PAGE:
If Michelle Obama is going to release a hip-hop album full of tunes for healthy living performed by people who have made questionable career choices since a distant heyday in the early 1990s, then why shouldn’t everyone be able to turn a potentially dangerous administration policy into a snappy tune with an accompanying internet video?
If you’ve ever thought that you might have the chops to compete on this stage, well, now’s your chance. As it turns out, the Administration is completely reliant on young, healthy, cheap-to-insure people signing up for the Affordable Care Act’s insurance exchanges in order to make them functional. The problem is, young people, on the whole, think they will live forever and choose to avoid purchasing health care, through an exchange or otherwise. And, when you sit down and calculate it out, buying into the exchange is actually more expensive than paying the penalty for being a non-contributor to the system. You see the problem.
Well, calling in nagging mothers and posting signs in Porta-Potties as outdoor music festivals isn’t enough to convince America’s youth that they need government-sponsored health care plans, so HHS has launched it’s newest initiative: a contest.
The administration will partner with Young Invincibles, a non-profit youth issues organization, to run the contest, with the goal of reaching those younger Americans who are skeptical of the need for health coverage.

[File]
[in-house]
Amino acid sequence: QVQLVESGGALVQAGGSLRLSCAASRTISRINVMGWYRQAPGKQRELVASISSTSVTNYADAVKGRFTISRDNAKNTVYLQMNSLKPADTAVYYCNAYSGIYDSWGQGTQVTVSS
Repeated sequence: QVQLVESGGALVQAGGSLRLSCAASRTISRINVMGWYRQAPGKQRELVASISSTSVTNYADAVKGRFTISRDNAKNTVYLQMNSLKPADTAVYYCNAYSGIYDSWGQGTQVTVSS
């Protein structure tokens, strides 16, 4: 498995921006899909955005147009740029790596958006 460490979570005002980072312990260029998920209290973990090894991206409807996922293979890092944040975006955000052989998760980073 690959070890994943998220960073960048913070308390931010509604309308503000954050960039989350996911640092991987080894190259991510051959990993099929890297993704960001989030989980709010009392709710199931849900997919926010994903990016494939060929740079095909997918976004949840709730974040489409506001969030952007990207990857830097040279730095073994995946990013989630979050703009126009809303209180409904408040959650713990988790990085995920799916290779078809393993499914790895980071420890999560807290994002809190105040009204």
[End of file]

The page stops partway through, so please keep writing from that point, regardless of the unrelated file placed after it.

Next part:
Participants will be encouraged to submit three different types of videos advertising the benefits of the exchanges: a song, an animated short, or a video designed to convince viewers that they aren’t invincible. Using funds from the Affordable Care Act’s education and outreach budget, HHS will award $3,000 each to the creators of the three most popular and persuasive videos, while second and third place winners will get $2,500 each.
Young Invincibles was, unsurprisingly, founded by the Center for Community Change (which focuses on getting people into unions and organizing communities with the intent to push things like immigration reform) with the express purpose of signing kids up for the health care program (among other things like a student loan bailout), but it’s not really a surprise that the Administration would turn to a friendly cadre of law grads to work on ushering an entire generation into a program they’ll be forced to pay for.
What’s awesome is that the Administration actually thinks this is a good idea, as though a round-up of submissions from the nation’s four-year university liberal arts programs is going to be enough to convince affected hipsters that they should give up their clove cigarettes and PBR to buy into a system that might not even benefit them in the long run. Actually, they may not even make that quantitative decision as it involves math and their Masters degree is in Russian philosophy.